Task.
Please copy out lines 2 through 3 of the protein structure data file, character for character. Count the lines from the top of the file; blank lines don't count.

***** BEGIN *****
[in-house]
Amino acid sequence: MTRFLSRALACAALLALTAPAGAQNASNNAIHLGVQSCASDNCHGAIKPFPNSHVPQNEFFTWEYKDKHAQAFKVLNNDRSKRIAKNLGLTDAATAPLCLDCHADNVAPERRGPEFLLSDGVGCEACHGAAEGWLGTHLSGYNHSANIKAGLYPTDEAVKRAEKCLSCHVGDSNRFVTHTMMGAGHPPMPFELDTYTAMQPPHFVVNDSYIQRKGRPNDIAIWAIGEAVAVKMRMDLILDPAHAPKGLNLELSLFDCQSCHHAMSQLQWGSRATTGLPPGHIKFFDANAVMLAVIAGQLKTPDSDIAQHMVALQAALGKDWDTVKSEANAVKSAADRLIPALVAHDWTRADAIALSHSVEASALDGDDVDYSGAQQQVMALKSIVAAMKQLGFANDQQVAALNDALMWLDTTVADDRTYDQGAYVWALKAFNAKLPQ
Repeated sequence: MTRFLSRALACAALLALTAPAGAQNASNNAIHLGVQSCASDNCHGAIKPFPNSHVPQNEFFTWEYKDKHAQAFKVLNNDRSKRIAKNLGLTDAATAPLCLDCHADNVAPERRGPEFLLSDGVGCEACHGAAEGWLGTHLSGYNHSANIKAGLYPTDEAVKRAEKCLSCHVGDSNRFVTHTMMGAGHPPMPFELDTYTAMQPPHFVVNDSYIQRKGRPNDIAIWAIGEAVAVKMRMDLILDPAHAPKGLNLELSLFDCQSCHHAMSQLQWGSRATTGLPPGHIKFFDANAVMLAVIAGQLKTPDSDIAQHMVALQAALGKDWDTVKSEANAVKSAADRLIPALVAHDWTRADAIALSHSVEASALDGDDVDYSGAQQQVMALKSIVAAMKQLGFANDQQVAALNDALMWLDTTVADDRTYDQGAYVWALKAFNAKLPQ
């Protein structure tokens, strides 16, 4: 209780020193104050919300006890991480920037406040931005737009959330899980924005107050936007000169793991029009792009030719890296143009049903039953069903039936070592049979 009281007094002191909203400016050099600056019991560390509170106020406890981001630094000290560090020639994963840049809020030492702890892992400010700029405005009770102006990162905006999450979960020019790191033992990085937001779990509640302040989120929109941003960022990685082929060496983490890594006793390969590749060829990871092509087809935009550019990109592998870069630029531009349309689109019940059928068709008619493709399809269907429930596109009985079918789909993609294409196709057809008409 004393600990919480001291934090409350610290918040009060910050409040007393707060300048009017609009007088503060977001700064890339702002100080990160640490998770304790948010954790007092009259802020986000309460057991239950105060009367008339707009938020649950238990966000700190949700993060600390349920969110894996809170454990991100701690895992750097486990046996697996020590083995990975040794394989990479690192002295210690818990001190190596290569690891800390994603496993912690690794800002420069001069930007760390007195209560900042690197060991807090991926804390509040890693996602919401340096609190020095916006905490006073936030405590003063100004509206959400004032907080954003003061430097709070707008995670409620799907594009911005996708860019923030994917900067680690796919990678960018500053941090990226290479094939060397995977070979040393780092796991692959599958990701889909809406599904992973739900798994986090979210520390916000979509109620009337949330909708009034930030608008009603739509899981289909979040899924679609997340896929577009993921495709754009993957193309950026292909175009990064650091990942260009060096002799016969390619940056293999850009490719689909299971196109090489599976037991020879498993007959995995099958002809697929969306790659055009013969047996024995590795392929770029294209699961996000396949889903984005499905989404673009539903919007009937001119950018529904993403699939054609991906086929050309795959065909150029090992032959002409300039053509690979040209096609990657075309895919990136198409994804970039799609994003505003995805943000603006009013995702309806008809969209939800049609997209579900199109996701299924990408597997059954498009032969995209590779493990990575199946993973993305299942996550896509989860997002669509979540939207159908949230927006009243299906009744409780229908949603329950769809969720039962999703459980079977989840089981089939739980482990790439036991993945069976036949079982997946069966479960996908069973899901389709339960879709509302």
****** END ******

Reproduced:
Amino acid sequence: MTRFLSRALACAALLALTAPAGAQNASNNAIHLGVQSCASDNCHGAIKPFPNSHVPQNEFFTWEYKDKHAQAFKVLNNDRSKRIAKNLGLTDAATAPLCLDCHADNVAPERRGPEFLLSDGVGCEACHGAAEGWLGTHLSGYNHSANIKAGLYPTDEAVKRAEKCLSCHVGDSNRFVTHTMMGAGHPPMPFELDTYTAMQPPHFVVNDSYIQRKGRPNDIAIWAIGEAVAVKMRMDLILDPAHAPKGLNLELSLFDCQSCHHAMSQLQWGSRATTGLPPGHIKFFDANAVMLAVIAGQLKTPDSDIAQHMVALQAALGKDWDTVKSEANAVKSAADRLIPALVAHDWTRADAIALSHSVEASALDGDDVDYSGAQQQVMALKSIVAAMKQLGFANDQQVAALNDALMWLDTTVADDRTYDQGAYVWALKAFNAKLPQ
Repeated sequence: MTRFLSRALACAALLALTAPAGAQNASNNAIHLGVQSCASDNCHGAIKPFPNSHVPQNEFFTWEYKDKHAQAFKVLNNDRSKRIAKNLGLTDAATAPLCLDCHADNVAPERRGPEFLLSDGVGCEACHGAAEGWLGTHLSGYNHSANIKAGLYPTDEAVKRAEKCLSCHVGDSNRFVTHTMMGAGHPPMPFELDTYTAMQPPHFVVNDSYIQRKGRPNDIAIWAIGEAVAVKMRMDLILDPAHAPKGLNLELSLFDCQSCHHAMSQLQWGSRATTGLPPGHIKFFDANAVMLAVIAGQLKTPDSDIAQHMVALQAALGKDWDTVKSEANAVKSAADRLIPALVAHDWTRADAIALSHSVEASALDGDDVDYSGAQQQVMALKSIVAAMKQLGFANDQQVAALNDALMWLDTTVADDRTYDQGAYVWALKAFNAKLPQ